Walking with; Ruthy
Some of my earliest walking memories are of family outings to the Brecon Beacons where my Grandparents lived (and Grandmother still does). The names are evocative to me; The Sugar Loaf, The Table Mountain, The Blorenge and in my mind they have grown into epic mountain days, and so it was, that with Ruth having to visit Abergavenny for work the Wednesday after a Bank Holiday we thought we could stay with Granny in Crickhowell and I could relive a few childhood memories.
Tuesday felt as if Summer had arrived. We rolled into Hay-on-Wye in glorious sunshine, there was blossom on the trees, primroses and daffodils were still in flower and the fields were full of young lambs. Hay is the self proclaimed book capital of the world and with 30+ shops covering every conceivable specialism, it was easy to wile away a couple of hours and head back to the car with a bootfull of new reads. We headed out of Hay and onto the Offa’s Dyke Path (which I am still hoping to do this year, time permitting) and had soon left the town behind for a world of forget-me-nots, celandines, goosegrass and primroses. We crossed the Dulas Brook, back into England, and the tiny hamlet of Cusop which found notoriety as the home of Herbert Rowse Armstrong, the only English solicitor ever to be hanged for murder! More country lanes lined with Cow Parsley and early bluebells took us back into Hay still bathed in beautiful sunshine.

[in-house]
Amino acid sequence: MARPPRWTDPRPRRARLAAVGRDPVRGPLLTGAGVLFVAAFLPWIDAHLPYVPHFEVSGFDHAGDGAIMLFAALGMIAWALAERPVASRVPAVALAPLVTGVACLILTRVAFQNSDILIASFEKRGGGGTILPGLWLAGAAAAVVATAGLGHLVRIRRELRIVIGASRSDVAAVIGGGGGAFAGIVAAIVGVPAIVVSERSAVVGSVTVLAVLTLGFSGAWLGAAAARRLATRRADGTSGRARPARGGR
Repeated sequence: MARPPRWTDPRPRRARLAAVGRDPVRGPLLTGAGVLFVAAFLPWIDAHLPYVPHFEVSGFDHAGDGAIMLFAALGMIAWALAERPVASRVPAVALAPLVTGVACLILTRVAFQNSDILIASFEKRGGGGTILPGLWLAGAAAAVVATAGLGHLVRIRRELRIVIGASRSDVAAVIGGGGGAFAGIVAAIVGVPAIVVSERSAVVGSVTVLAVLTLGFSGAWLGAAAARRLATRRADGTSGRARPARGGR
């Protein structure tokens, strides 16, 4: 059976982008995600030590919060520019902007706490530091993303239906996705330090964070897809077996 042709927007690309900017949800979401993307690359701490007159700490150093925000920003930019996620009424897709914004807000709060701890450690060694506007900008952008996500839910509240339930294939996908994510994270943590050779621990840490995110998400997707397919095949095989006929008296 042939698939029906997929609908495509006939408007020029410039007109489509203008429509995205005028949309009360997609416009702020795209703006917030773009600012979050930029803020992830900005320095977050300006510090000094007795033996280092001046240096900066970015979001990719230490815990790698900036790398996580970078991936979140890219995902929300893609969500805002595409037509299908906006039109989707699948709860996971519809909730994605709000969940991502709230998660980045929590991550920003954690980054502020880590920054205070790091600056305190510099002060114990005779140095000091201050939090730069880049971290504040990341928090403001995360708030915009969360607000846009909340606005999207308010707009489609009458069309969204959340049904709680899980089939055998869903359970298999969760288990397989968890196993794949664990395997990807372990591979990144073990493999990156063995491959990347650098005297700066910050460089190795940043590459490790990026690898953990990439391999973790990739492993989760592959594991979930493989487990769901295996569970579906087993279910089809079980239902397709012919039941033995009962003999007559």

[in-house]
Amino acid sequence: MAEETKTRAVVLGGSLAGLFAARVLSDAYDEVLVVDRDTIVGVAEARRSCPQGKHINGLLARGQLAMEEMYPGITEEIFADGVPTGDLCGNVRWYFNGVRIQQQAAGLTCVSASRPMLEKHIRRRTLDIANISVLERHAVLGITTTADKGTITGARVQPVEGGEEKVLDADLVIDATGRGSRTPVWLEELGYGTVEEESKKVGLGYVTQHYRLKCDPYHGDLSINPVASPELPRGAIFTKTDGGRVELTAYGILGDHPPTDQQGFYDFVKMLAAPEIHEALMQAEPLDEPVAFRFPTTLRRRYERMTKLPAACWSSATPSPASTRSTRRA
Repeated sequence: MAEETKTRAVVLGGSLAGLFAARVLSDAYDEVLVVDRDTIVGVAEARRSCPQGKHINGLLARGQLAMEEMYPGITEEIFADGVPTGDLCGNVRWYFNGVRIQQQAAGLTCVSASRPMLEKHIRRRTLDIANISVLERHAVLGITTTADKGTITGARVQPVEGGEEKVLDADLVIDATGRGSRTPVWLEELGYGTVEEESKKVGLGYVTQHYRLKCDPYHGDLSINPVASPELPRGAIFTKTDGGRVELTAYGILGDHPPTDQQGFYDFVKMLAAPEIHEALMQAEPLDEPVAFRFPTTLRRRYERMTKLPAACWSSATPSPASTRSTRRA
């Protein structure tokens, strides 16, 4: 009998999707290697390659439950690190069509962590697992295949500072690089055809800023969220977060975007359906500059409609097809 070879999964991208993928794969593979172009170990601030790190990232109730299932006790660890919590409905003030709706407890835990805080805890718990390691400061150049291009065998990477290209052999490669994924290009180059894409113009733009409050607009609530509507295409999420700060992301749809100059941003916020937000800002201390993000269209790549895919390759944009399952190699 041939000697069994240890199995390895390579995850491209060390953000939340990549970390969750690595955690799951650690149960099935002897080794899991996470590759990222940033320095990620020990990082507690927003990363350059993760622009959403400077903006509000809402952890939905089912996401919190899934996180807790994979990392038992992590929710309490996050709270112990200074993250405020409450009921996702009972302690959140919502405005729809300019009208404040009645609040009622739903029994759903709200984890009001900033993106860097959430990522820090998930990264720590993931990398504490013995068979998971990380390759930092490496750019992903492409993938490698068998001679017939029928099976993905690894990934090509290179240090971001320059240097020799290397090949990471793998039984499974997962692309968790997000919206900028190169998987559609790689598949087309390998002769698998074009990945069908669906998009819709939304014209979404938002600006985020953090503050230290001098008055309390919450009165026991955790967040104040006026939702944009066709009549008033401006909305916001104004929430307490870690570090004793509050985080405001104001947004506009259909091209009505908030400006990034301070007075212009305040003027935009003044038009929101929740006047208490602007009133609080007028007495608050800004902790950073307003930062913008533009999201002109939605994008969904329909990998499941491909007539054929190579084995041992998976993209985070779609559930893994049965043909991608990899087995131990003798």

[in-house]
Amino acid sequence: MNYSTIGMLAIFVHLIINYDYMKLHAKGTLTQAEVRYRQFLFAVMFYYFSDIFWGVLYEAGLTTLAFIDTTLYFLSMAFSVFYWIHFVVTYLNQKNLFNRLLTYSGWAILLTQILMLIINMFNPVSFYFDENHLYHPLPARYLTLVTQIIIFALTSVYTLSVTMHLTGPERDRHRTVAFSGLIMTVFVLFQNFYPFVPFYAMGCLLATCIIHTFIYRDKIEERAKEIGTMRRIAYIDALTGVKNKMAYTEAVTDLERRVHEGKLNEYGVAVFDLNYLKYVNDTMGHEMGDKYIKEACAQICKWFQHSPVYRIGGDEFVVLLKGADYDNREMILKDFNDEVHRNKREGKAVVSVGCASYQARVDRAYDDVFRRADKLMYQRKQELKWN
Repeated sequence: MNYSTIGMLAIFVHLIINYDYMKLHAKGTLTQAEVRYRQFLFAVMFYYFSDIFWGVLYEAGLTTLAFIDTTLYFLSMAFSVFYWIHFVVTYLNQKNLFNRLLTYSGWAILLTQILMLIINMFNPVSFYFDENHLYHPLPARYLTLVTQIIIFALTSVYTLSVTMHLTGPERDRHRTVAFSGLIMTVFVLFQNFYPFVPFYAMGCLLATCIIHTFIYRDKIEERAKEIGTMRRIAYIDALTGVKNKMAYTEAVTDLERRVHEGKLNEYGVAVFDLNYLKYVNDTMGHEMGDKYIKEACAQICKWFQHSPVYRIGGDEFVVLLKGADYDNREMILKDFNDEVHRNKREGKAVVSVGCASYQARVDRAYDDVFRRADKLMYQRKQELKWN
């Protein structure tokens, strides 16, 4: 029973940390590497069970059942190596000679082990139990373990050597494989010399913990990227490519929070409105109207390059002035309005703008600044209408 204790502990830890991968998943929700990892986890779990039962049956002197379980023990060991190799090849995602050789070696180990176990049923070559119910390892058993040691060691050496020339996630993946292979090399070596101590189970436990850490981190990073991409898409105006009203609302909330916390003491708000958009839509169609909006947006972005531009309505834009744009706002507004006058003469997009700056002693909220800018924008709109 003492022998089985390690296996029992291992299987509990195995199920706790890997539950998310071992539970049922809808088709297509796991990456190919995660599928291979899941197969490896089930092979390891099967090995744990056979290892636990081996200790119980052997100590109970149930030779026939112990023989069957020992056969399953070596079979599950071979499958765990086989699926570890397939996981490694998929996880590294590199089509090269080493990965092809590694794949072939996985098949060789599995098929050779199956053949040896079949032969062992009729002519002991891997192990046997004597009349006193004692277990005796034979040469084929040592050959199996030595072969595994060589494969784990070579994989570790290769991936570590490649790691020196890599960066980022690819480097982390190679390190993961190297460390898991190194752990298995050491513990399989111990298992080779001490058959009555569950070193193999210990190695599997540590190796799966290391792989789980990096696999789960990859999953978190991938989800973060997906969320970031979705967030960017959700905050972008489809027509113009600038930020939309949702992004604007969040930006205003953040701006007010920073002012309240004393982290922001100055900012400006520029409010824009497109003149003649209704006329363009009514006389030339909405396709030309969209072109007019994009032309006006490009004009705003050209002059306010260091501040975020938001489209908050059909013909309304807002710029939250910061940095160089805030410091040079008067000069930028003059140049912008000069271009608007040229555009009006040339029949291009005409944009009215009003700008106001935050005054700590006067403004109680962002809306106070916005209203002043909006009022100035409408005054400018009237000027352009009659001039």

Wednesday morning and the sunshine of the previous day had disappeared. The cloud hung low and drizzle was in the air as I emerged replete from another Full English at The Kings Arms in Abergavenny. Undaunted I made my way through the narrow lanes and past the Sugar Loaf vineyards to the car park at Mynydd Llanwenarth where the cloud was lifting to provide spectacular views. I headed off North West and dropped into a valley below the Western ridge where I heard, and then saw, my first Cuckoo of the year. The climb up the ridge was long and blowy but undemanding and the views of the Beacons and surrounding countryside were spectacular. I now have longer legs than I did on my first ascent so it wasn’t quite such an arduous adventure, but the 360 degree views from the summit are well earned and well worth the effort. It was a gentle descent back to the car park drinking in the views and skirting the edge of St Mary’s Vale and once I was back I looked back at the cone like summit through the same eyes I did 30 years before and felt as if I’d had a proper adventure once more!